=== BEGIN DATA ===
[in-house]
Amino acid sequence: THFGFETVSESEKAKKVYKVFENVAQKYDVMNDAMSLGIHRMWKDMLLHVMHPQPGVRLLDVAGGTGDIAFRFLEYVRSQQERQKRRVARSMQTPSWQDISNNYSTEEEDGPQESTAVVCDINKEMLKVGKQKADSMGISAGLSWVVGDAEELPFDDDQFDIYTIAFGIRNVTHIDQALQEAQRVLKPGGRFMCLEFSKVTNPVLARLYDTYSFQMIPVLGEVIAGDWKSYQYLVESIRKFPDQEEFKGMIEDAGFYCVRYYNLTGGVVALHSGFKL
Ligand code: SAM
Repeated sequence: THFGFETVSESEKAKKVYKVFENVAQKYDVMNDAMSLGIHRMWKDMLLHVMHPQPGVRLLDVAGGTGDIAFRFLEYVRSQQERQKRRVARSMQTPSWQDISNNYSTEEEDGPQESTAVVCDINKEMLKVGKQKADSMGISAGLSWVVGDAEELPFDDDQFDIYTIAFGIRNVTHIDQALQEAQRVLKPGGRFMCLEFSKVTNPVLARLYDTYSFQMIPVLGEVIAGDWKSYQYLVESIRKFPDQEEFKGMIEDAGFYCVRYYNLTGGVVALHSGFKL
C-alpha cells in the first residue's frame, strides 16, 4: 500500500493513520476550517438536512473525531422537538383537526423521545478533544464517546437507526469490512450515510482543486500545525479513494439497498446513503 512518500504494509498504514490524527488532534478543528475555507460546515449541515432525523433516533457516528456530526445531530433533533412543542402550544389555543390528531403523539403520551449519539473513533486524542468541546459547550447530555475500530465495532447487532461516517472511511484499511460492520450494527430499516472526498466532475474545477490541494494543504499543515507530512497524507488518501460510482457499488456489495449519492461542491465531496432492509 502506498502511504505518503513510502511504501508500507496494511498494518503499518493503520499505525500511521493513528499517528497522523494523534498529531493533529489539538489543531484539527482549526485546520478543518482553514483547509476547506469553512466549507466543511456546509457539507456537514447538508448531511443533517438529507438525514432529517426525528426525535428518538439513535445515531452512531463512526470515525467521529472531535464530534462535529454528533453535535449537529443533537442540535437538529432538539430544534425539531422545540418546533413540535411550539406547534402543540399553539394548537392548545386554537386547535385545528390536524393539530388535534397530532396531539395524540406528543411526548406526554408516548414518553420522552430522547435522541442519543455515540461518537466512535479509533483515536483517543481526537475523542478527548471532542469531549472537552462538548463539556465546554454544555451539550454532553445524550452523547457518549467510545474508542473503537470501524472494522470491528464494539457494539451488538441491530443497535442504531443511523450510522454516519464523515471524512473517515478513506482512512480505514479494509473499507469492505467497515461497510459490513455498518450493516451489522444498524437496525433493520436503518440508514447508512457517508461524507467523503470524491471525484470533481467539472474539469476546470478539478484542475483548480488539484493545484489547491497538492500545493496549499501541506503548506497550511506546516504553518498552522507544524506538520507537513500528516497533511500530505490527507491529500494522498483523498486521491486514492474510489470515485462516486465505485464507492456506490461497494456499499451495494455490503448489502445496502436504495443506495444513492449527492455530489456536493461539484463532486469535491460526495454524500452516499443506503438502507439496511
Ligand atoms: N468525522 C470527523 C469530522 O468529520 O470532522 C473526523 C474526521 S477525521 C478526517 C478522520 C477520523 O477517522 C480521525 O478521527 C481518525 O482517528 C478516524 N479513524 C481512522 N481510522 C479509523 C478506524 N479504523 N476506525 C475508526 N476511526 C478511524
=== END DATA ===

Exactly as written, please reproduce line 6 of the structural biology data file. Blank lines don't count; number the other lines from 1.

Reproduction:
Ligand atoms: N468525522 C470527523 C469530522 O468529520 O470532522 C473526523 C474526521 S477525521 C478526517 C478522520 C477520523 O477517522 C480521525 O478521527 C481518525 O482517528 C478516524 N479513524 C481512522 N481510522 C479509523 C478506524 N479504523 N476506525 C475508526 N476511526 C478511524